Source: The Weekend Australian, March 18-19, 1995, pp. 1-2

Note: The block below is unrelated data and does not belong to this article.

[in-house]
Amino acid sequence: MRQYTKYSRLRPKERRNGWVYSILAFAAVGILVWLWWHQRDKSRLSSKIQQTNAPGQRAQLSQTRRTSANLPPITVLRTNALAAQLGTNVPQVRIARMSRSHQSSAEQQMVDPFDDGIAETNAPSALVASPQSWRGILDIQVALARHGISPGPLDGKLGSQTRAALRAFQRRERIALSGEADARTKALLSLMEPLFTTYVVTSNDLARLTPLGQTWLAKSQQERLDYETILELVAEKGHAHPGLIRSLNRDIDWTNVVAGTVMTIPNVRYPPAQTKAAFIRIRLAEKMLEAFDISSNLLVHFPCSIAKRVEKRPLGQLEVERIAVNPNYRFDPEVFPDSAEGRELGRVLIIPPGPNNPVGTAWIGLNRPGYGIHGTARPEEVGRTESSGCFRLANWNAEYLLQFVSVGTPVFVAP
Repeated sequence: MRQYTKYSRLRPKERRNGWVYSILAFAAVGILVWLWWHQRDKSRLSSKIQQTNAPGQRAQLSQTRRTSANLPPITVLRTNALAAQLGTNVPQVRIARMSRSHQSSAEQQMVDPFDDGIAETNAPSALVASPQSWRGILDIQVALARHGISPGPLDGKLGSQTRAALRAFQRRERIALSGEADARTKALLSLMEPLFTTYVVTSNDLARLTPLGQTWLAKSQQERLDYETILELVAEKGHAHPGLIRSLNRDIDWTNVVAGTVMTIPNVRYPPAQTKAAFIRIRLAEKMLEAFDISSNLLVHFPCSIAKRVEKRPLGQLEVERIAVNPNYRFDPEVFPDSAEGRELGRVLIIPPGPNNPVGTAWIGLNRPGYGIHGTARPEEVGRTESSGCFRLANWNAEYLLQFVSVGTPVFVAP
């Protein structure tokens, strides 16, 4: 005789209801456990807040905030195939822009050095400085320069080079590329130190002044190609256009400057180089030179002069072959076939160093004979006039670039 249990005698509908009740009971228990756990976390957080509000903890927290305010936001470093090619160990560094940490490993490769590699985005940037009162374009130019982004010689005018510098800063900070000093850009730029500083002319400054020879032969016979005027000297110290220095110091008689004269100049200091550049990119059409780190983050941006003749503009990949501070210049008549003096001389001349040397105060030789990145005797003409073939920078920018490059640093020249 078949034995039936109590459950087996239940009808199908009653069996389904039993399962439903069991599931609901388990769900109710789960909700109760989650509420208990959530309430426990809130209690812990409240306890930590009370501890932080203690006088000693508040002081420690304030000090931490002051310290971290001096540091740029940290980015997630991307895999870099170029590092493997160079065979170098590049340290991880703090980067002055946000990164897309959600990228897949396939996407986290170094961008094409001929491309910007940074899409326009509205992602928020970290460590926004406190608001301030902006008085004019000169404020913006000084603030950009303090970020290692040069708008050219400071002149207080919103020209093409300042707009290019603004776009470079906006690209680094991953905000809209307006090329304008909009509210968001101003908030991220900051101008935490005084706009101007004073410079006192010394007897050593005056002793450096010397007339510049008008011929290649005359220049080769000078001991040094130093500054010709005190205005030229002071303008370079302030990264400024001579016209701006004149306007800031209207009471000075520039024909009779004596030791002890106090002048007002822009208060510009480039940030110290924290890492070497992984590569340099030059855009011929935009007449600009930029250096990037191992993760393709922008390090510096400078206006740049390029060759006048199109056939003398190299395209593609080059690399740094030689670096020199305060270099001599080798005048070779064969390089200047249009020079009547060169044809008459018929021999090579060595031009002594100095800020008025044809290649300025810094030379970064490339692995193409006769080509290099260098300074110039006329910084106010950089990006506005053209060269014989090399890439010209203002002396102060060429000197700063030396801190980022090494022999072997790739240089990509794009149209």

By education writer CAROLYN JONES AN overwhelming majority of students entering secondary school cannot decipher many words of two and three syllables because the way they are taught to read and write is seriously flawed, according to new research. The study of 650 six to 14-year-olds carried out by inde- pendent researchers Mr Byron Harrison and Ms Jean Zollner blames poor literacy on the "whole language" method of reading and writing that is taught in most primary schools. Their study found 85 per cent of boys and 75 per cent of girls have difficulty reading and form- ing two and three syllable words at the end of primary school. Almost half of all 7-year-olds experience "significant difficulty" in blending three letters together and by the age of 12, almost 40 per cent of these children still make the same mistake. According to the study, they are confusing name and sound association because the tra- ditional phonetic method of read- ing and writing is no longer emphasised in schools. About 83 per cent of children fail to guess words accurately by the age of five but by the end of primary school, 62 per cent still guess wrongly. Mr Harrison said the five- year study was confined to Tasmanian students. But he believed the findings were appli- cable nationwide. He said the introduction of the whole language method in schools meant children were not being given a sufficient ground- ing in traditional grammatical skills and theory: "The whole language method ... is failing the overwhelming majority of these children." The whole language approach to teaching children how to read and write was introduced into Australian schools in the late 1960s and early 1970s in line with US and British educational trends. Instead of learning to read and spell phonetically, chil- dren were taught to recognise familiar printed words by word guessing and then placing them in context in a sentence. Ms Zollner is a remedial edu- cator and Mr Harrison is an optometrist but despite their lack of academic recognition they have built a strong following among parents and teachers from school sectors in all States. The pair's visual attention span theory (VAS) argues that if children with undeveloped visual memory are encouraged to rely on whole word guessing and reading-for-meaning techniques, they will quickly develop bad habits of inaccuracy. Although their theory has so far been virtually ignored by State education departments, it seems parents and schools can- not get enough of it. Representa- tives from a diverse group of 50 NSW schools from the indepen- dent, Catholic and government school sector attended a work- shop held by the pair in Sydney yesterday. Sydney parent Ms Katy Zanatta swears by the program and its effect on her 9-year-old son Stephen. "The transformation is just incredible. He feels much more confident with his reading and he even enjoys reading signs and labels," Ms Zanatta said. Concerned about Stephen's failure to grasp simple literacy tasks early last year, and after refusing a psychol- ogist's suggestion he take medication for attention deficit disorder, Ms Zanatta turned to a teacher at Ste- phen's school who had heard about the VAS theory. Twelve months later, Ms Zanatta says Stephen now enjoys school and appears to have little difficulty read- ing and writing. The program, which costs S250, focuses on a computerised reading and spelling program with a variety of tasks and activities that parents can use with their children at home and teachers can use in the classroom. Educators argue that children need both phonic knowledge and whole word recognition when learning to read if they are to progress normally. But a child must learn some phonic skills so they can read unfamiliar words. Although NSW is leading the States by reintroducing phonics in the classroom, Ms Zollner and Mr Harrison fear the renewed "back to basics" push in education circles is "too little, too late". But the Victorian Directorate of Education disputes the findings. According to a spokesman, the level of phonetic instruction in schools is "adequate" because it is now recog- nised that teachers should not just rely on one reading and writing method.
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